The Draft Pharma Policy 2017 which was released for comments in mid-August, has an ambitious intent: to make drug pricing ‘more poor oriented while retaining its industry friendliness’. Health activists point out that the intent to balance the needs of the poor and the private sector can never be realised as long as the Department of Pharmaceuticals (DoP) crafts the pharma policy, because the DoP’s primary mandate is not patient healthcare but the health of the pharma sector. Industry too has panned the Draft. It has been dubbed ‘a bunch of Stalinist contradictions’ as well as being ‘more a product of perceptions than evidence’. Is this a case of old wine in a new bottle? A meeting organised by the DoP on August 30, where various Ministries are expected to present relevant aspects of the policy, is sure to be a stormy one.
The perennial tug of war between the Health Ministry and the Fertilizers and Chemicals Ministry once again promises to take centre stage as they each wrest for control of the DoP, which is currently placed under the latter. While the National List of Essential Medicines has been prepared so far by the Health ministry, the Draft Pharma Policy 2017 proposes that this duty be handed over to the DoP. The health ministry has strongly objected to the proposal that ‘all the regulators/ commissions pertaining to pharma industries/sector will be brought within the ambit of one department.’
The draft policy is sure to go through many revisions, and one hopes that middle ground will be found. For instance, the draft policy recommends that a ‘one company – one drug – one brand name – one price’ stance which is impractical as many companies use the same molecule in different formulations for different therapeutic areas.
Similarly, the draft policy intends to phase out the practice of loan licensing, except in biopharma, by propagating a ‘one manufacturer, one salt, one brand name and one price’ mandate. This could hit the margins of both pharma MNCs, who would lose a cost effective manufacturing option, as well as SME manufacturers, for whom this is a major source of revenue.
The positives include the thumbs up for e-pharmacies, (of course with adequate safeguards), and advocating skilling programmes for pharmacists. Against the backdrop of China’s recent aggressive moves on the border and the impact on API supplies, the draft policy proposes that formulations produced from indigenously produced API and its intermediates be given preference in government procurements. Moreover, such formulations would be out of price control for five years and, after that, prices would be linked to indigenous content of the formulations.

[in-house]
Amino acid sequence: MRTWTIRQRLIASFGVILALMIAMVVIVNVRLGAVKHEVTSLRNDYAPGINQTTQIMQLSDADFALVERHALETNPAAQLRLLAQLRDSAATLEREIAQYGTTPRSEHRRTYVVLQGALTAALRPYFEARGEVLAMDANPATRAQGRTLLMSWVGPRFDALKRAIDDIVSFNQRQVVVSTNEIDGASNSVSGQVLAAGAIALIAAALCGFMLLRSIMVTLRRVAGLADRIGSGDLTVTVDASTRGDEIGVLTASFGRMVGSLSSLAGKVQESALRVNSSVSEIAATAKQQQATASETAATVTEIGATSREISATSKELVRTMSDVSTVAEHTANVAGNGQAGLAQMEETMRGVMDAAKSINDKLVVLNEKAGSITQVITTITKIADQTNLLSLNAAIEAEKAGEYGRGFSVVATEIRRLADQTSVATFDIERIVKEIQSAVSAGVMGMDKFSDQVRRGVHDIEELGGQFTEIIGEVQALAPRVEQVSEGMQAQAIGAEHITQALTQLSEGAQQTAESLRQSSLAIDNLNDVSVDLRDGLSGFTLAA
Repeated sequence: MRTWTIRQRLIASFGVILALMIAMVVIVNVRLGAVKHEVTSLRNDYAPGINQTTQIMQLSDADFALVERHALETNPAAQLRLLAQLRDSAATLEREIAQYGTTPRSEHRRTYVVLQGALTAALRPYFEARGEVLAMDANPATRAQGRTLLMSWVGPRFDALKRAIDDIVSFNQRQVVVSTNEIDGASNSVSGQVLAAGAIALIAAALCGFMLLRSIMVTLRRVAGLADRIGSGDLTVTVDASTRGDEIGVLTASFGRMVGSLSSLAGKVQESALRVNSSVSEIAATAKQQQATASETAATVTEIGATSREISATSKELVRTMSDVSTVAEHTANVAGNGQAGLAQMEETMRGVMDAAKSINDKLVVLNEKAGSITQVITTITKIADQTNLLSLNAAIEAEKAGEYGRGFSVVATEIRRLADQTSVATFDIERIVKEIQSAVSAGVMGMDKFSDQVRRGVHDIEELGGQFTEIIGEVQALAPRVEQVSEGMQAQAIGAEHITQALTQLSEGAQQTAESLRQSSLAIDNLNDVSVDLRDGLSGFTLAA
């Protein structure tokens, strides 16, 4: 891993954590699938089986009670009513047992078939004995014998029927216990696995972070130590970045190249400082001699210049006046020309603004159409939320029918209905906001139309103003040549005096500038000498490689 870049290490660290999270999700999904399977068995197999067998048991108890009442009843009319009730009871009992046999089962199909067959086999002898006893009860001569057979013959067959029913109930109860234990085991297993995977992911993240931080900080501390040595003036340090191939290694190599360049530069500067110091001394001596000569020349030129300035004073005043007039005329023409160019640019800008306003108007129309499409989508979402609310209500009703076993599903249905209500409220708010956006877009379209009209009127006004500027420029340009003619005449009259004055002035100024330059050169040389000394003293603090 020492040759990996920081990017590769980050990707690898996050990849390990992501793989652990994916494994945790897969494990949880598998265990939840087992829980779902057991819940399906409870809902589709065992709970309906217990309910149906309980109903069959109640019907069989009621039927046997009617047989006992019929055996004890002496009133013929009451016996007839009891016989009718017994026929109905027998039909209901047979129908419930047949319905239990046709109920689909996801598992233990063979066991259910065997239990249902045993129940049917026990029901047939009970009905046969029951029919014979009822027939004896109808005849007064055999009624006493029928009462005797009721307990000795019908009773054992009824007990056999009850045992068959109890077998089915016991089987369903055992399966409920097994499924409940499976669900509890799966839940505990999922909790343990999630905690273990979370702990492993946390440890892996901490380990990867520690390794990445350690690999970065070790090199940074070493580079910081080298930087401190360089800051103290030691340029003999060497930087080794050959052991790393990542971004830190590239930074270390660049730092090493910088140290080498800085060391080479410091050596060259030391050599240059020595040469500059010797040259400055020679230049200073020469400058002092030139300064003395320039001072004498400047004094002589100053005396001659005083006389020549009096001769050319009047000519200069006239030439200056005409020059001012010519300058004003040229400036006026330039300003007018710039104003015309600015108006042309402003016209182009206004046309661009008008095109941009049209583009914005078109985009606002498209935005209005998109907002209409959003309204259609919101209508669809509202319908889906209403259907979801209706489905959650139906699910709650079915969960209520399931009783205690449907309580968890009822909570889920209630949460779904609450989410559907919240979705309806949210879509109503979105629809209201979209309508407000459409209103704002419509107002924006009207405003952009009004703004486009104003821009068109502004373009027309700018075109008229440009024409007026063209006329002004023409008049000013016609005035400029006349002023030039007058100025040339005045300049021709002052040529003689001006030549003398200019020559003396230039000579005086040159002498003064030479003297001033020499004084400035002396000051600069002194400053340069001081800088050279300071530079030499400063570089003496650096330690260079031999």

On the R&D front, the government proposes to allow a concessional rate of customs duty of 0 to 5 per cent on import of specified goods and services required for R&D in pharma industry. All novel drug delivery systems (NDDS) would be considered as ‘new drugs’, unless certified otherwise by the licensing authority. But isn’t this too little, too late? Are these sops enough to incentivise the huge cost of long gestation R&D?
Also, while the Drugs Prices Control Order, (DPCO) to be implemented by the National Pharmaceutical Pricing Authority (NPPA) will apply to off patent medicines only, the threat of compulsory licensing will still apply to ‘in-patent’ medicines. Will this threat act as a brake on R&D into innovative medicines?
On a slightly more positive note, experts have pointed out that this is perhaps the first pharma policy which also attaches some importance to quality. The government proposed to ensure that World Health Organisation’s Good Manufacturing Practices (GMP) and Good Laboratory Practices (GLP) are adopted by all manufacturing units. As a first step, all national/ central government level procurements as well as the state government level procurements done out of National Health Mission funds would be mandatorily from GMP and GLP compliant manufacturing units. SSIs would be given incentives to upgrade. Given the planned roll out and scale up of Jan Aushadi stores, as well as the huge procurement budgets of PSUs like the railways, armed forces, etc this mandate should be a huge incentive for pharma companies to upgrade their quality standards. The proposal to shorten and standardise the approval process of the Central or State drug regulator to within three months, extendable by another three months, too will be very welcome, provided of course that the regulator delivers on this promise. The Draft Pharma Policy 2017 also proposes to crack down on trade margins, and make the code for pharma marketing practices, which is at present voluntary, mandatory.
These are all worthy intentions, but as I’ve said before, in relation to previous policies, intent is one thing, implementation quite another story. And once again, the emphasis is on cost, not quality and access of medicines. Let us hope that the final Pharma Policy 2017 will be more realistic and not a hurried attempt to cross off one more promise on the checklist for the 2019 general elections.